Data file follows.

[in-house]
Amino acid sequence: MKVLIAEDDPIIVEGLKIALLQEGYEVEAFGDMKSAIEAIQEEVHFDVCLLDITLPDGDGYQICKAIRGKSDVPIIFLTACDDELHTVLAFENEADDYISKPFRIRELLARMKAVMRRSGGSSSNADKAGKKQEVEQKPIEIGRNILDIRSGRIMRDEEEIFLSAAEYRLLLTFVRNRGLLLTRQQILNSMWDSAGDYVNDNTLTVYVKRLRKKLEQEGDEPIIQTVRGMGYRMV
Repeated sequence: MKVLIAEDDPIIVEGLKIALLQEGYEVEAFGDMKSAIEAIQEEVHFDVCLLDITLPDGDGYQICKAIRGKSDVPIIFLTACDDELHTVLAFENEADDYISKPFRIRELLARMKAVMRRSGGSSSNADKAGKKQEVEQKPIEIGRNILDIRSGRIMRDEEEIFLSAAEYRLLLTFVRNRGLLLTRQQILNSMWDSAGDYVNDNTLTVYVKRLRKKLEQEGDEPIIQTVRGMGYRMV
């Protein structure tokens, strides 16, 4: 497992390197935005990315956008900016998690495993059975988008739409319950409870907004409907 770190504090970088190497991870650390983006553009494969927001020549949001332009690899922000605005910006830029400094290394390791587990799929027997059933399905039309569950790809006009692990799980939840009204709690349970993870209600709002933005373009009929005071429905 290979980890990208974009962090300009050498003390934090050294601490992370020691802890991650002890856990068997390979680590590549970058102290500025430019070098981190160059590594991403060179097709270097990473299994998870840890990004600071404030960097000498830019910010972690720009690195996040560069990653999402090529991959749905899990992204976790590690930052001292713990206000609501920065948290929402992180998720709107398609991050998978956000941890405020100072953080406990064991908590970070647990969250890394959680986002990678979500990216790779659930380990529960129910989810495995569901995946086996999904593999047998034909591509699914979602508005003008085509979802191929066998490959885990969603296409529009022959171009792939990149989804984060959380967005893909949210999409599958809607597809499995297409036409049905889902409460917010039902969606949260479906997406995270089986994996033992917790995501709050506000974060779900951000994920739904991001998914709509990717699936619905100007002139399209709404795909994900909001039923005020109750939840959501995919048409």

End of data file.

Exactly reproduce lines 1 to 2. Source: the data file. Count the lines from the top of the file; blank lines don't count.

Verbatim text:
[in-house]
Amino acid sequence: MKVLIAEDDPIIVEGLKIALLQEGYEVEAFGDMKSAIEAIQEEVHFDVCLLDITLPDGDGYQICKAIRGKSDVPIIFLTACDDELHTVLAFENEADDYISKPFRIRELLARMKAVMRRSGGSSSNADKAGKKQEVEQKPIEIGRNILDIRSGRIMRDEEEIFLSAAEYRLLLTFVRNRGLLLTRQQILNSMWDSAGDYVNDNTLTVYVKRLRKKLEQEGDEPIIQTVRGMGYRMV